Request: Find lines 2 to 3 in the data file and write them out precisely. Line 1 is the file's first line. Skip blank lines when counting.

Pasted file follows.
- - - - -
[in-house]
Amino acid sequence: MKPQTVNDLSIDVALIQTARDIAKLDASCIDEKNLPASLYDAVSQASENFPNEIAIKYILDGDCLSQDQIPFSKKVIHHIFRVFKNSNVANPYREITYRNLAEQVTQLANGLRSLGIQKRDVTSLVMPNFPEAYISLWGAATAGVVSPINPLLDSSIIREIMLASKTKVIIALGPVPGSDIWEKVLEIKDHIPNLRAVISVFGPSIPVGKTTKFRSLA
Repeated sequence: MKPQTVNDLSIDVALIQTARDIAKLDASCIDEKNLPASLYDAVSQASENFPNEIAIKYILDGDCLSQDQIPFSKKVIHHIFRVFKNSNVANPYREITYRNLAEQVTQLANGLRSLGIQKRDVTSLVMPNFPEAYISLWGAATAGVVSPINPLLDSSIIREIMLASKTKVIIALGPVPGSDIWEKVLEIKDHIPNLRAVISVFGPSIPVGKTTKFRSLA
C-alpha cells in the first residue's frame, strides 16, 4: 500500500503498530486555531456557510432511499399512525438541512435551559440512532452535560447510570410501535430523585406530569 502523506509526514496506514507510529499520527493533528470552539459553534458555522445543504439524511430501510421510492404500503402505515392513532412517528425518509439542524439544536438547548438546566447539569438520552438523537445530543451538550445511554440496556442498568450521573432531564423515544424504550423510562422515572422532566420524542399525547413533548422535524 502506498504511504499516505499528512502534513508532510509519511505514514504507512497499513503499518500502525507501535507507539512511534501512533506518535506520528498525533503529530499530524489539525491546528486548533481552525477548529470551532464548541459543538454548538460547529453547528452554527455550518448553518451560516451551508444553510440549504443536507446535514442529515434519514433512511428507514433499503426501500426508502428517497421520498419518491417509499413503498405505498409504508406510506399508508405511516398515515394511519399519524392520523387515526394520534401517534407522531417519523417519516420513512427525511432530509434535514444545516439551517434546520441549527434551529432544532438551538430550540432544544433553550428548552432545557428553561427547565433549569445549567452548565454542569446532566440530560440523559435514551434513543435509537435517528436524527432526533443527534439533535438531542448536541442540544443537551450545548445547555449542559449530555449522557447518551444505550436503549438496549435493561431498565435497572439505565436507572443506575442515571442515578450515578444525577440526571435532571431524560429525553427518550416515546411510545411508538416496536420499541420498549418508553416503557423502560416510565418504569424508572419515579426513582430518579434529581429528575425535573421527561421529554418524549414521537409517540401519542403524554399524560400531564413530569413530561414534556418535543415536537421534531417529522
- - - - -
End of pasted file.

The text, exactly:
Amino acid sequence: MKPQTVNDLSIDVALIQTARDIAKLDASCIDEKNLPASLYDAVSQASENFPNEIAIKYILDGDCLSQDQIPFSKKVIHHIFRVFKNSNVANPYREITYRNLAEQVTQLANGLRSLGIQKRDVTSLVMPNFPEAYISLWGAATAGVVSPINPLLDSSIIREIMLASKTKVIIALGPVPGSDIWEKVLEIKDHIPNLRAVISVFGPSIPVGKTTKFRSLA
Repeated sequence: MKPQTVNDLSIDVALIQTARDIAKLDASCIDEKNLPASLYDAVSQASENFPNEIAIKYILDGDCLSQDQIPFSKKVIHHIFRVFKNSNVANPYREITYRNLAEQVTQLANGLRSLGIQKRDVTSLVMPNFPEAYISLWGAATAGVVSPINPLLDSSIIREIMLASKTKVIIALGPVPGSDIWEKVLEIKDHIPNLRAVISVFGPSIPVGKTTKFRSLA